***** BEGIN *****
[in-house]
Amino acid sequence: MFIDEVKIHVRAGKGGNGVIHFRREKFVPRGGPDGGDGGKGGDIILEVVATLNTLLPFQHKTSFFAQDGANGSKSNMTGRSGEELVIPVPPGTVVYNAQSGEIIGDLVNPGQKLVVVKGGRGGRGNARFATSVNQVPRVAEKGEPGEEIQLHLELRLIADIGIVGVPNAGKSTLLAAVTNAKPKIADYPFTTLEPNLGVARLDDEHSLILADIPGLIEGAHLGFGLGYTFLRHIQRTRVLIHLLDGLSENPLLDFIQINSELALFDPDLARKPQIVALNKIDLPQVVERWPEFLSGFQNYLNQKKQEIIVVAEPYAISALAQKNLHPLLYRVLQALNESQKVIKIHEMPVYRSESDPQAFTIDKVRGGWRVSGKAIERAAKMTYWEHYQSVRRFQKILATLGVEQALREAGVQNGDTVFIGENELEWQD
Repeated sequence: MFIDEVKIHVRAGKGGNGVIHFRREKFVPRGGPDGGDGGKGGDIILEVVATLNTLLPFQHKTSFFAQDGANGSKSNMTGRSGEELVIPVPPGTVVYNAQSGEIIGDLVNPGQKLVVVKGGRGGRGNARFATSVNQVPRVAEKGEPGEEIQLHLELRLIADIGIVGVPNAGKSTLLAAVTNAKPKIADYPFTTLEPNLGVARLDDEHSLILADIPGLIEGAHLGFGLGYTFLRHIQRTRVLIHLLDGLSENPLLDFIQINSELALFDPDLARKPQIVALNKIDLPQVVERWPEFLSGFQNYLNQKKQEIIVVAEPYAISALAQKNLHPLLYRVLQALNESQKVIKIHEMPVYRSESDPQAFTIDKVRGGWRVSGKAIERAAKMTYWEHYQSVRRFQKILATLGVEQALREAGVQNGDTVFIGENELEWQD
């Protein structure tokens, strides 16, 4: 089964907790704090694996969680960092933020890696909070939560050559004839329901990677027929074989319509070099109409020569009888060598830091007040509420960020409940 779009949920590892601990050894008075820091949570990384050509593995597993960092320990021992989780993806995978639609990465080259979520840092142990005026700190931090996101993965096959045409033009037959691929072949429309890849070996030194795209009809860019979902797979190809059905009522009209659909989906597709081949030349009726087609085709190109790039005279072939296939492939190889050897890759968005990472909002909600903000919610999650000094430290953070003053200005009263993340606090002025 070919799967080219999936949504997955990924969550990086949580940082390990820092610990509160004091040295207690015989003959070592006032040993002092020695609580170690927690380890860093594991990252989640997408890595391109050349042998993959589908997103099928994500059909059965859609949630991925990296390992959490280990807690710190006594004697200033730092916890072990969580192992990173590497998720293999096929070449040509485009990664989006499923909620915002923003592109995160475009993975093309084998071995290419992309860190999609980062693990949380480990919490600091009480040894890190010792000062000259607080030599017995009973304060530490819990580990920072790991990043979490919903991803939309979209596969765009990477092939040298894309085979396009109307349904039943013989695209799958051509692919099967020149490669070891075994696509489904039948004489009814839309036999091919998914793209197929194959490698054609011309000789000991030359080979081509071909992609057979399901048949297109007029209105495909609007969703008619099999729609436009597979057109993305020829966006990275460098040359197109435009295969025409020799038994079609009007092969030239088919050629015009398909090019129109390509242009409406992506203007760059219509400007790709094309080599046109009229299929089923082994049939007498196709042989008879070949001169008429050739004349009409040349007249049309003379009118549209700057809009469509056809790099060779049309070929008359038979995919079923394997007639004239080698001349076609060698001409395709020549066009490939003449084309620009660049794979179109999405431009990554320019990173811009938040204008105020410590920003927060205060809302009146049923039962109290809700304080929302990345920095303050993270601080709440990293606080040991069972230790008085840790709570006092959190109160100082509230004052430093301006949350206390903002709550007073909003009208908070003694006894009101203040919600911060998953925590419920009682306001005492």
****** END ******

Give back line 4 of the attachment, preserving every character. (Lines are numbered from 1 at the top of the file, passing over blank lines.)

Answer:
């Protein structure tokens, strides 16, 4: 089964907790704090694996969680960092933020890696909070939560050559004839329901990677027929074989319509070099109409020569009888060598830091007040509420960020409940 779009949920590892601990050894008075820091949570990384050509593995597993960092320990021992989780993806995978639609990465080259979520840092142990005026700190931090996101993965096959045409033009037959691929072949429309890849070996030194795209009809860019979902797979190809059905009522009209659909989906597709081949030349009726087609085709190109790039005279072939296939492939190889050897890759968005990472909002909600903000919610999650000094430290953070003053200005009263993340606090002025 070919799967080219999936949504997955990924969550990086949580940082390990820092610990509160004091040295207690015989003959070592006032040993002092020695609580170690927690380890860093594991990252989640997408890595391109050349042998993959589908997103099928994500059909059965859609949630991925990296390992959490280990807690710190006594004697200033730092916890072990969580192992990173590497998720293999096929070449040509485009990664989006499923909620915002923003592109995160475009993975093309084998071995290419992309860190999609980062693990949380480990919490600091009480040894890190010792000062000259607080030599017995009973304060530490819990580990920072790991990043979490919903991803939309979209596969765009990477092939040298894309085979396009109307349904039943013989695209799958051509692919099967020149490669070891075994696509489904039948004489009814839309036999091919998914793209197929194959490698054609011309000789000991030359080979081509071909992609057979399901048949297109007029209105495909609007969703008619099999729609436009597979057109993305020829966006990275460098040359197109435009295969025409020799038994079609009007092969030239088919050629015009398909090019129109390509242009409406992506203007760059219509400007790709094309080599046109009229299929089923082994049939007498196709042989008879070949001169008429050739004349009409040349007249049309003379009118549209700057809009469509056809790099060779049309070929008359038979995919079923394997007639004239080698001349076609060698001409395709020549066009490939003449084309620009660049794979179109999405431009990554320019990173811009938040204008105020410590920003927060205060809302009146049923039962109290809700304080929302990345920095303050993270601080709440990293606080040991069972230790008085840790709570006092959190109160100082509230004052430093301006949350206390903002709550007073909003009208908070003694006894009101203040919600911060998953925590419920009682306001005492």